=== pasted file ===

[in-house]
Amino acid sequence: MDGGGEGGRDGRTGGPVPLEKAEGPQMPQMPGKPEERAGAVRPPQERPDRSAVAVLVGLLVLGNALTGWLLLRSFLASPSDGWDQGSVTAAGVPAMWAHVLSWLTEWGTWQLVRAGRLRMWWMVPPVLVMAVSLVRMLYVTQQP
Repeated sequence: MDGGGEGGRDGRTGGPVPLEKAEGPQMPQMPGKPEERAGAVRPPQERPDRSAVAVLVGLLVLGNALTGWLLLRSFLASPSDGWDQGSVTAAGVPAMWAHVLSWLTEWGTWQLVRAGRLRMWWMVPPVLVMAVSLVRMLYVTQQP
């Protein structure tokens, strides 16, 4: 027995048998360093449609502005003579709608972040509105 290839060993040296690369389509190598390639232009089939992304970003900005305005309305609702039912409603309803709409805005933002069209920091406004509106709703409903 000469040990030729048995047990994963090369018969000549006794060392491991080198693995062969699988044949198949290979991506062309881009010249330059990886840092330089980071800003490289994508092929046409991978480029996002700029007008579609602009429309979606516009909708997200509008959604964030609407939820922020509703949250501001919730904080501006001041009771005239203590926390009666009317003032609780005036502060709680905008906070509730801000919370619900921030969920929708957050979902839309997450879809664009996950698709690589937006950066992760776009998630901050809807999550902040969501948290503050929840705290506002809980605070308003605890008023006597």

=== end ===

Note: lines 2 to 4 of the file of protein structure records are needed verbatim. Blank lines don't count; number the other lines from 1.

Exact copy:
Amino acid sequence: MDGGGEGGRDGRTGGPVPLEKAEGPQMPQMPGKPEERAGAVRPPQERPDRSAVAVLVGLLVLGNALTGWLLLRSFLASPSDGWDQGSVTAAGVPAMWAHVLSWLTEWGTWQLVRAGRLRMWWMVPPVLVMAVSLVRMLYVTQQP
Repeated sequence: MDGGGEGGRDGRTGGPVPLEKAEGPQMPQMPGKPEERAGAVRPPQERPDRSAVAVLVGLLVLGNALTGWLLLRSFLASPSDGWDQGSVTAAGVPAMWAHVLSWLTEWGTWQLVRAGRLRMWWMVPPVLVMAVSLVRMLYVTQQP
């Protein structure tokens, strides 16, 4: 027995048998360093449609502005003579709608972040509105 290839060993040296690369389509190598390639232009089939992304970003900005305005309305609702039912409603309803709409805005933002069209920091406004509106709703409903 000469040990030729048995047990994963090369018969000549006794060392491991080198693995062969699988044949198949290979991506062309881009010249330059990886840092330089980071800003490289994508092929046409991978480029996002700029007008579609602009429309979606516009909708997200509008959604964030609407939820922020509703949250501001919730904080501006001041009771005239203590926390009666009317003032609780005036502060709680905008906070509730801000919370619900921030969920929708957050979902839309997450879809664009996950698709690589937006950066992760776009998630901050809807999550902040969501948290503050929840705290506002809980605070308003605890008023006597």